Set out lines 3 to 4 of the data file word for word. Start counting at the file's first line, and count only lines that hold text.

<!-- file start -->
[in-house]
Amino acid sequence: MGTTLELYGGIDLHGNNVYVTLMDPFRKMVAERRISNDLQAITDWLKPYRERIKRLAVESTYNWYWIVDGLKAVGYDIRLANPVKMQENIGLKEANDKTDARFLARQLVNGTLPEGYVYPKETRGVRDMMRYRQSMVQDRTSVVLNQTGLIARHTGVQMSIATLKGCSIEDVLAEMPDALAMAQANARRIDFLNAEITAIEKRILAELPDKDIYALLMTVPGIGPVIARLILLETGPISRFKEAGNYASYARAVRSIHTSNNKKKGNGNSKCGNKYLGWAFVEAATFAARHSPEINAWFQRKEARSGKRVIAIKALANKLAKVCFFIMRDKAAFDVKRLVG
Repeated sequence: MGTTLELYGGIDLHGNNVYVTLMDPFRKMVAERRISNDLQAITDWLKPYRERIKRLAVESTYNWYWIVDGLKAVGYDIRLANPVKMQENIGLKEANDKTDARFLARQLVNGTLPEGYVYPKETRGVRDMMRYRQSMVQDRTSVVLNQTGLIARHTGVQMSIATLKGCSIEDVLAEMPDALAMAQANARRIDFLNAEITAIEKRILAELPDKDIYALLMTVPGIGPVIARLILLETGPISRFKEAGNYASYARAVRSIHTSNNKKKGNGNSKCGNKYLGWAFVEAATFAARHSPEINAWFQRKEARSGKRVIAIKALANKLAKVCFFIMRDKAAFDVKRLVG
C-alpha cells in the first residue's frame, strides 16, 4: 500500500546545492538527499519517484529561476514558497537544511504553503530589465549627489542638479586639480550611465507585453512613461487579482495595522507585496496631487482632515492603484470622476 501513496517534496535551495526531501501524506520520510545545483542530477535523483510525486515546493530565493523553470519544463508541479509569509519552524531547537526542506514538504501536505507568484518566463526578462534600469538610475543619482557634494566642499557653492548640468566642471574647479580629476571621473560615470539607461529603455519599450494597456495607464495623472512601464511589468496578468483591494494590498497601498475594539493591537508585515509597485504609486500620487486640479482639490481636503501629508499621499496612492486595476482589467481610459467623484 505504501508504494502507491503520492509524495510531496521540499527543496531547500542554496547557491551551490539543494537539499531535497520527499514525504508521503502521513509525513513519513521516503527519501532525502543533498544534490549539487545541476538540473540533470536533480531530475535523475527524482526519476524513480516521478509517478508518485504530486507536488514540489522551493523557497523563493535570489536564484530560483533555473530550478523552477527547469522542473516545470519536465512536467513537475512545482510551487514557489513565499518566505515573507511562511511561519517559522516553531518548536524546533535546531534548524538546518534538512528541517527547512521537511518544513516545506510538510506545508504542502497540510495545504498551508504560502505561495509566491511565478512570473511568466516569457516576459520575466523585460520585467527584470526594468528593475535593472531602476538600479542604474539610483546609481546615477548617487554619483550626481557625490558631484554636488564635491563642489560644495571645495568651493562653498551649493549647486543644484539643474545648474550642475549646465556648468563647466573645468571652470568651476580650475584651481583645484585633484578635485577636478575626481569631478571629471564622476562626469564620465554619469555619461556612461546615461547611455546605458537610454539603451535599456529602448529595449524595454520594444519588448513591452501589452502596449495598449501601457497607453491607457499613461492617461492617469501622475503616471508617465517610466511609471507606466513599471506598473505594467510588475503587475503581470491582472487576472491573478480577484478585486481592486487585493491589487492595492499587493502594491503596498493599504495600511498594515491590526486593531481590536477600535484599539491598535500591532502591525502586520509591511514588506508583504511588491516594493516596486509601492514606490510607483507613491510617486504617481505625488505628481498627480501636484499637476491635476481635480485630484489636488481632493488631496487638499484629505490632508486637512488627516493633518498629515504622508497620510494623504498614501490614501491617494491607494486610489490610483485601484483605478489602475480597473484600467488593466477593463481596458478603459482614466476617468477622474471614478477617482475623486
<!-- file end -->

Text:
Repeated sequence: MGTTLELYGGIDLHGNNVYVTLMDPFRKMVAERRISNDLQAITDWLKPYRERIKRLAVESTYNWYWIVDGLKAVGYDIRLANPVKMQENIGLKEANDKTDARFLARQLVNGTLPEGYVYPKETRGVRDMMRYRQSMVQDRTSVVLNQTGLIARHTGVQMSIATLKGCSIEDVLAEMPDALAMAQANARRIDFLNAEITAIEKRILAELPDKDIYALLMTVPGIGPVIARLILLETGPISRFKEAGNYASYARAVRSIHTSNNKKKGNGNSKCGNKYLGWAFVEAATFAARHSPEINAWFQRKEARSGKRVIAIKALANKLAKVCFFIMRDKAAFDVKRLVG
C-alpha cells in the first residue's frame, strides 16, 4: 500500500546545492538527499519517484529561476514558497537544511504553503530589465549627489542638479586639480550611465507585453512613461487579482495595522507585496496631487482632515492603484470622476 501513496517534496535551495526531501501524506520520510545545483542530477535523483510525486515546493530565493523553470519544463508541479509569509519552524531547537526542506514538504501536505507568484518566463526578462534600469538610475543619482557634494566642499557653492548640468566642471574647479580629476571621473560615470539607461529603455519599450494597456495607464495623472512601464511589468496578468483591494494590498497601498475594539493591537508585515509597485504609486500620487486640479482639490481636503501629508499621499496612492486595476482589467481610459467623484 505504501508504494502507491503520492509524495510531496521540499527543496531547500542554496547557491551551490539543494537539499531535497520527499514525504508521503502521513509525513513519513521516503527519501532525502543533498544534490549539487545541476538540473540533470536533480531530475535523475527524482526519476524513480516521478509517478508518485504530486507536488514540489522551493523557497523563493535570489536564484530560483533555473530550478523552477527547469522542473516545470519536465512536467513537475512545482510551487514557489513565499518566505515573507511562511511561519517559522516553531518548536524546533535546531534548524538546518534538512528541517527547512521537511518544513516545506510538510506545508504542502497540510495545504498551508504560502505561495509566491511565478512570473511568466516569457516576459520575466523585460520585467527584470526594468528593475535593472531602476538600479542604474539610483546609481546615477548617487554619483550626481557625490558631484554636488564635491563642489560644495571645495568651493562653498551649493549647486543644484539643474545648474550642475549646465556648468563647466573645468571652470568651476580650475584651481583645484585633484578635485577636478575626481569631478571629471564622476562626469564620465554619469555619461556612461546615461547611455546605458537610454539603451535599456529602448529595449524595454520594444519588448513591452501589452502596449495598449501601457497607453491607457499613461492617461492617469501622475503616471508617465517610466511609471507606466513599471506598473505594467510588475503587475503581470491582472487576472491573478480577484478585486481592486487585493491589487492595492499587493502594491503596498493599504495600511498594515491590526486593531481590536477600535484599539491598535500591532502591525502586520509591511514588506508583504511588491516594493516596486509601492514606490510607483507613491510617486504617481505625488505628481498627480501636484499637476491635476481635480485630484489636488481632493488631496487638499484629505490632508486637512488627516493633518498629515504622508497620510494623504498614501490614501491617494491607494486610489490610483485601484483605478489602475480597473484600467488593466477593463481596458478603459482614466476617468477622474471614478477617482475623486